Myths and Truths About Business Valuation
Congratulations to Alina Niculita for publishing another article in the Portland Business Journal, Financial Services Guide.
While most people understand real estate appraisal, the same cannot be said about business appraisal or business valuation.
Real estate appraisal makes sense because it puts a price on houses and commercial properties, which are tangible assets and can be easily accepted as “valuable.” On the other hand, businesses and business interests are often more abstract and less tangible, which can be puzzling. How can something that can’t be seen or touched be valuable?
Some businesses may have low tangible assets, and yet, can be very valuable because of their intangible assets such as client relationships, trademarks, or patents. In fact, ownership of a business interest does not imply ownership of the tangible assets of the business; instead, it gives the owner a bundle of intangible rights and obligations.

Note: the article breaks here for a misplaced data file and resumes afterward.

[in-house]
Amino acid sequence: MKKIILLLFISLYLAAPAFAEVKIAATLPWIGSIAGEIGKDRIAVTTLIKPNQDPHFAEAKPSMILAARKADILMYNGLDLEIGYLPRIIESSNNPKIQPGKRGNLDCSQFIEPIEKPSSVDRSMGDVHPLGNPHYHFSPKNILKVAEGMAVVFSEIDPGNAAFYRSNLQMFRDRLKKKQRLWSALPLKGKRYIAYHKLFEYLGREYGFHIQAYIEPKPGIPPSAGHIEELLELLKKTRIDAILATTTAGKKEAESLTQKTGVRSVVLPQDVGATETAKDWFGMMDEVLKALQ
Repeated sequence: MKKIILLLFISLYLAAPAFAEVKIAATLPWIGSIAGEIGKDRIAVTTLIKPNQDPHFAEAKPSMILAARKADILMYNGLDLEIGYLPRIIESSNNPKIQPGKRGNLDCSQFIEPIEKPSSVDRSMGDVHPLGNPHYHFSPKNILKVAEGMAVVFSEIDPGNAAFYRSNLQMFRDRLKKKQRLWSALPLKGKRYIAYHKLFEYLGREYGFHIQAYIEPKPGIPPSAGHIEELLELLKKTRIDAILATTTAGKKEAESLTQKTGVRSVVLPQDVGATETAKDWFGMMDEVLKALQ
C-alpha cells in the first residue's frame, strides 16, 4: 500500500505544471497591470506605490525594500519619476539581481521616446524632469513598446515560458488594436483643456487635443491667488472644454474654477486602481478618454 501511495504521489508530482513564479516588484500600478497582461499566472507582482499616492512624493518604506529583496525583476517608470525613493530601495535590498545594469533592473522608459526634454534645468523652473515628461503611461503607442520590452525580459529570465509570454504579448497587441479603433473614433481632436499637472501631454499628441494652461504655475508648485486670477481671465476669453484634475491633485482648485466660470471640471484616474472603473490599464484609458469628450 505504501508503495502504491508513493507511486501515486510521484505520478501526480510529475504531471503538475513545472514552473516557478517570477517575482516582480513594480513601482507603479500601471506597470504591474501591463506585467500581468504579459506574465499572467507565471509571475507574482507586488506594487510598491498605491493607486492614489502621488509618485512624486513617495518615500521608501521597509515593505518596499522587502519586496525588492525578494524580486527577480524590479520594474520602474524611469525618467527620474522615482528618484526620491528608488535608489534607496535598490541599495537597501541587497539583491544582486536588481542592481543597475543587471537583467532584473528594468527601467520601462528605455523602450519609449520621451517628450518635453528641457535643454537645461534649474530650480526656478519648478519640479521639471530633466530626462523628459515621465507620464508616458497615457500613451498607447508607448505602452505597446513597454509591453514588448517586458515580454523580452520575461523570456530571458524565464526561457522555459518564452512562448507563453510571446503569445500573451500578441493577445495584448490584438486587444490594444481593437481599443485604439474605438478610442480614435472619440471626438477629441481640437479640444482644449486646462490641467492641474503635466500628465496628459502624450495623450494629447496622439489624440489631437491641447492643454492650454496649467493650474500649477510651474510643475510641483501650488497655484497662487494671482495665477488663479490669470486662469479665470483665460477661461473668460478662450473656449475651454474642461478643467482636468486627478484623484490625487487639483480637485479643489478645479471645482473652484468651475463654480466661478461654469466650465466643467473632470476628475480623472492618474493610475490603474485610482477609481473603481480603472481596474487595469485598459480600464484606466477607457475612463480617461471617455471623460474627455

Because of such unique characteristics of businesses and business interests, business valuation can be confusing and often misunderstood. This article looks at some common myths about business valuation.
Read the rest of Alina’s article here: